FIG. 6 is a somewhat cross sectional view of a uterine cavity showing the uterine injector in its operative position wherein the balloon tube is expanded to seal against the inner wall of the uterine cavity, while at the same time fluid is flowing into the uterine cavity.
FIG. 7 is a cross sectional view like FIG. 5, but showing an alternate embodiment;
Referring now to the drawings wherein like reference numerals designate identical or corresponding parts throughout the several views, FIG. 1 shows a uterine injector apparatus (10) constructed in accordance with the present invention. Attachment (11), which fits inside the head of a Valtchev uterine mobilizer, connects a source of liquid dye or liquid x-ray contrast medium to a source of such dye or x-ray medium under high pressure.
The attachment (11) is in fluid communication with an elongated member (12). A first fluid communication passageway (13) extends from the passageway (14) in the attachment (11) to a barrier (15). A second fluid communication passageway (16) extends from the barrier (15) to the other end of the elongated member (12). The extreme other end of the elongated member (12) has a plug (17) in the end thereof to force liquid through openings (18). The plug (17) also causes a smooth end on the elongated member (12) to prevent damage to the patient.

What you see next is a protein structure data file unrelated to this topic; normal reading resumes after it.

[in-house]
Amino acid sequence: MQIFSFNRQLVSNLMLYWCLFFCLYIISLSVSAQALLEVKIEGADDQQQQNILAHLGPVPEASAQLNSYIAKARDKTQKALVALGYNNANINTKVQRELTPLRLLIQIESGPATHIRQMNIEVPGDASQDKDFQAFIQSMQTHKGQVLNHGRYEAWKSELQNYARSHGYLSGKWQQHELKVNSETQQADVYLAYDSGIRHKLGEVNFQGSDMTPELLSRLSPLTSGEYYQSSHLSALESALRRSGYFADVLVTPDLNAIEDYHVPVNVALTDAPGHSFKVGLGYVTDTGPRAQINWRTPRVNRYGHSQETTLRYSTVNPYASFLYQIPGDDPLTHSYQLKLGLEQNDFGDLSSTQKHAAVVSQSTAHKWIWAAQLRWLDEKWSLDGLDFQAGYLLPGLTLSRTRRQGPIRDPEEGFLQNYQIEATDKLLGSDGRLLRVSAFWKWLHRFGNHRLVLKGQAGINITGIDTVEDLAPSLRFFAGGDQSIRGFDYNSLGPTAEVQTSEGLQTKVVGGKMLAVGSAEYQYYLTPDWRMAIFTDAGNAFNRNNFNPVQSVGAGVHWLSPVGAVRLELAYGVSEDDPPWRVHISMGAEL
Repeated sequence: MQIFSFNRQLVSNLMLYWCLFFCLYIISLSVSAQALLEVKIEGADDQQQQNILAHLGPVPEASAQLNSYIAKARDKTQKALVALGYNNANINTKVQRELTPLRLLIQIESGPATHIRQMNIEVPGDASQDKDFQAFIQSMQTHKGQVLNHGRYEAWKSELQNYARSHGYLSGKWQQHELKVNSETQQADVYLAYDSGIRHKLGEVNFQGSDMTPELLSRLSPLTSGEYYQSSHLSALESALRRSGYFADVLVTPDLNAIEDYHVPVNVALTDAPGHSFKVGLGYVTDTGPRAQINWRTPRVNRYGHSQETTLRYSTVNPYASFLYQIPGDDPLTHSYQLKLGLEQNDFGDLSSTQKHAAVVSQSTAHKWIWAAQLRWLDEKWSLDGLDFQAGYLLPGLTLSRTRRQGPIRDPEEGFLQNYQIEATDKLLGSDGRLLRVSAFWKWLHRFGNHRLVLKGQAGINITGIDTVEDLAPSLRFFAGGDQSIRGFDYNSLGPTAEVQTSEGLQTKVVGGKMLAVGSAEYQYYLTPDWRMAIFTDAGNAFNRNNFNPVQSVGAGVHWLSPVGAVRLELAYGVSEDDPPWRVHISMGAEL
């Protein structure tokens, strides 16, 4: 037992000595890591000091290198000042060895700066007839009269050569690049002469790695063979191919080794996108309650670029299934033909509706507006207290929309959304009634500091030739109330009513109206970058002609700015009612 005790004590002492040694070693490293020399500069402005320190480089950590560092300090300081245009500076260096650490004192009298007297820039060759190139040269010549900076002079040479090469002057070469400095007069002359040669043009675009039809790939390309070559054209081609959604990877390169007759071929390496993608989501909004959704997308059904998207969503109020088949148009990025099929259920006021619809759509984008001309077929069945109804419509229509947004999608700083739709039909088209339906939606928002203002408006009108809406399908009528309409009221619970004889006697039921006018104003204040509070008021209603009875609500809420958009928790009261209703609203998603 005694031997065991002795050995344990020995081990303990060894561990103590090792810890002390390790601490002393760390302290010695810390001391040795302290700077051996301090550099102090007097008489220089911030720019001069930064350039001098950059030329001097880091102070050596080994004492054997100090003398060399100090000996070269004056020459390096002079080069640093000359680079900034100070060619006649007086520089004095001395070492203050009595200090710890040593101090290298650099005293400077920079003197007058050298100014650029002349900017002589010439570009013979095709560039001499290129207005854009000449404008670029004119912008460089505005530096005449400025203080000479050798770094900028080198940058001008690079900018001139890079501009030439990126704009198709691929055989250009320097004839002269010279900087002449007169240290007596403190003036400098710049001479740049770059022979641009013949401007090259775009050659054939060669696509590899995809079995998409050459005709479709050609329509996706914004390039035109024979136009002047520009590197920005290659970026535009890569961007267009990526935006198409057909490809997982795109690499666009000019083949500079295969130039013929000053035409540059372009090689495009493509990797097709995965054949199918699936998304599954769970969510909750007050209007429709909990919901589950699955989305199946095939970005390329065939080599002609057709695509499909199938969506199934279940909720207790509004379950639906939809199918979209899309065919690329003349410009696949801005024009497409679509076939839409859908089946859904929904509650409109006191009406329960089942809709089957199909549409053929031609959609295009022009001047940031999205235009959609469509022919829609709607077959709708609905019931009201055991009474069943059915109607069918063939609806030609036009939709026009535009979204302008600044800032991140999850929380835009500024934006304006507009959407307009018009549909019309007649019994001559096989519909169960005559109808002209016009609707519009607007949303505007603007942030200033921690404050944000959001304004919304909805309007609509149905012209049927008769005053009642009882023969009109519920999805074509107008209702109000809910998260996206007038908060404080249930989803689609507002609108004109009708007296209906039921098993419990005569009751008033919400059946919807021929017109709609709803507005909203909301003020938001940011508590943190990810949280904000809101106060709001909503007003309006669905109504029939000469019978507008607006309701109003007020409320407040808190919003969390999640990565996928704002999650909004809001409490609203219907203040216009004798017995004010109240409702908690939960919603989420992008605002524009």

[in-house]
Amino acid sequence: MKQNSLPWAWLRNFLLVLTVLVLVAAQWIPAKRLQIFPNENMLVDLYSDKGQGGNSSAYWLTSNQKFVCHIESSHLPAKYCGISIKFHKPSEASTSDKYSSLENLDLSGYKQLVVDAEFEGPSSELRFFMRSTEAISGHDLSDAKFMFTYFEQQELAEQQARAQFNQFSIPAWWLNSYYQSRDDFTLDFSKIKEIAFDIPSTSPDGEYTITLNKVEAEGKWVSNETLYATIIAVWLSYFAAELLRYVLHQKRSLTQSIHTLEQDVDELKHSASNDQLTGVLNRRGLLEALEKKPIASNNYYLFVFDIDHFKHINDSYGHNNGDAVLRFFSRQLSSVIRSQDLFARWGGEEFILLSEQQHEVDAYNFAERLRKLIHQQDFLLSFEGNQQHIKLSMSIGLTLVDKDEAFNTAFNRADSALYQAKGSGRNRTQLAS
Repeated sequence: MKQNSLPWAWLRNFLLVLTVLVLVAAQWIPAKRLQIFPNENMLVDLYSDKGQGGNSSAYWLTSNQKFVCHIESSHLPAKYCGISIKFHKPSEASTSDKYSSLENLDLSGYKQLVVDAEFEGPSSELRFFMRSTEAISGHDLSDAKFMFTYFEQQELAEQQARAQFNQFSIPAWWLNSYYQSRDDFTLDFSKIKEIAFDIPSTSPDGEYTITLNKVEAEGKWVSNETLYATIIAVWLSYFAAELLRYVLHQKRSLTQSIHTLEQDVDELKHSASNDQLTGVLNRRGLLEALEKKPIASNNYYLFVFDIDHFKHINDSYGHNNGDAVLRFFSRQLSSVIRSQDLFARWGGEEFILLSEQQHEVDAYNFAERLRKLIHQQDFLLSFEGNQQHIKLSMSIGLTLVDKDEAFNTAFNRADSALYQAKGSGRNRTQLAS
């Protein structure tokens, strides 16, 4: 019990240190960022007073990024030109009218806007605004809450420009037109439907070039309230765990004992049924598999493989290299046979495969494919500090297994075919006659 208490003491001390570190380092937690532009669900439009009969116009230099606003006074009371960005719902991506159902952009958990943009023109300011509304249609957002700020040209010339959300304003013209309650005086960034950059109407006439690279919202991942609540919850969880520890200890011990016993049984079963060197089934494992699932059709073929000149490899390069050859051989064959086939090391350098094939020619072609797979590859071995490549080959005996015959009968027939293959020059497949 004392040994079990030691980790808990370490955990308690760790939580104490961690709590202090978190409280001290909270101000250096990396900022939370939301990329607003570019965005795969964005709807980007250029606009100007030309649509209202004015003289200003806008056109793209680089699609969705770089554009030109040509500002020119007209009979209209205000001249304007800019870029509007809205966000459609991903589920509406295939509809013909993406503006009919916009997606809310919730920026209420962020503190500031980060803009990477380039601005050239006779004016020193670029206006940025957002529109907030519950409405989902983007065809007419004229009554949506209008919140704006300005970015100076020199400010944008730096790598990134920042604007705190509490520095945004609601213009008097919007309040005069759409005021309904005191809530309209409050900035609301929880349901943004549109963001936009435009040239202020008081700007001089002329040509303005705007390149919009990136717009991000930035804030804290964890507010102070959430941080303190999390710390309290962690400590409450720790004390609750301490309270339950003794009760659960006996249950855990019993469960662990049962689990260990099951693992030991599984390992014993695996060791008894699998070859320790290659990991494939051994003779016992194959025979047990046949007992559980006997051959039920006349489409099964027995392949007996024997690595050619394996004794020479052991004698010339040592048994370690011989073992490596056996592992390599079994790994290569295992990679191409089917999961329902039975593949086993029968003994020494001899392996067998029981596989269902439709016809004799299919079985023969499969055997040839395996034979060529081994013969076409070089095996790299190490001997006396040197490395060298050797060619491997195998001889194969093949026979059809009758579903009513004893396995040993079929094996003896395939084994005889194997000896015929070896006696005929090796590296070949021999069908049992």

The passageway (13) has a sidewall opening (23) therein and the passageway (16) has an opening (26) therein. A tubular balloon-like member (20) is bonded in a groove to the elongated member (12) at each end thereof as can readily be seen in FIG. 5, but the center portion of the tube (20) is not bonded to the elongated member (12). The elongated tube (20) is of course sealed and is imperforate to the passage of fluids therethrough. It can be made of silicone rubber or the like.